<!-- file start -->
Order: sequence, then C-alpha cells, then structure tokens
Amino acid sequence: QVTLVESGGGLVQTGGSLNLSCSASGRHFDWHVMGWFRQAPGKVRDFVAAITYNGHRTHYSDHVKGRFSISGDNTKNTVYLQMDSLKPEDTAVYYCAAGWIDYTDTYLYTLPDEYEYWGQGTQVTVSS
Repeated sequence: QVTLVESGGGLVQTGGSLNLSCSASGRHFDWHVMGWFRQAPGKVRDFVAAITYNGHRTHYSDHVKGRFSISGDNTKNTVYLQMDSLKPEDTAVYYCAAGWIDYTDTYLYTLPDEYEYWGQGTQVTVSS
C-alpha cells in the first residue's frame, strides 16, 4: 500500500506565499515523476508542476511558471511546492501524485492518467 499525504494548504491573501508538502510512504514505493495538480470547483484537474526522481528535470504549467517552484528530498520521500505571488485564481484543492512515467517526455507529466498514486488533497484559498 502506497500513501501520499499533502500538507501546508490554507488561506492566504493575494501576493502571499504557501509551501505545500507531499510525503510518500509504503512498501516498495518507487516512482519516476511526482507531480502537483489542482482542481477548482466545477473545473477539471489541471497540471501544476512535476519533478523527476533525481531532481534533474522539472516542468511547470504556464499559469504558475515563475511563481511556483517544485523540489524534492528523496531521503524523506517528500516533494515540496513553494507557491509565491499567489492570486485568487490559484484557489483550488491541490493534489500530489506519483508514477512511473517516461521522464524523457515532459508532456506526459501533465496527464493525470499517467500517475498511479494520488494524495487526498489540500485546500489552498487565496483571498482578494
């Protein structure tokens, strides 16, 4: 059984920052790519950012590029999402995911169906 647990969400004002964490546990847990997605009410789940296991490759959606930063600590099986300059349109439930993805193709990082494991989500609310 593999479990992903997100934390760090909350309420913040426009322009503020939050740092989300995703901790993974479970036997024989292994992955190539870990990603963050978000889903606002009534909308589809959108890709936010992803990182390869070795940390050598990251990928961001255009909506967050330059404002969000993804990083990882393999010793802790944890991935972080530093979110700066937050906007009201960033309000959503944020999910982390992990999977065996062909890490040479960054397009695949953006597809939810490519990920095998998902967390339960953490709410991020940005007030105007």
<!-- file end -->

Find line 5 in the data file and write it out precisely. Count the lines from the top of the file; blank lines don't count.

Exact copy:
């Protein structure tokens, strides 16, 4: 059984920052790519950012590029999402995911169906 647990969400004002964490546990847990997605009410789940296991490759959606930063600590099986300059349109439930993805193709990082494991989500609310 593999479990992903997100934390760090909350309420913040426009322009503020939050740092989300995703901790993974479970036997024989292994992955190539870990990603963050978000889903606002009534909308589809959108890709936010992803990182390869070795940390050598990251990928961001255009909506967050330059404002969000993804990083990882393999010793802790944890991935972080530093979110700066937050906007009201960033309000959503944020999910982390992990999977065996062909890490040479960054397009695949953006597809939810490519990920095998998902967390339960953490709410991020940005007030105007």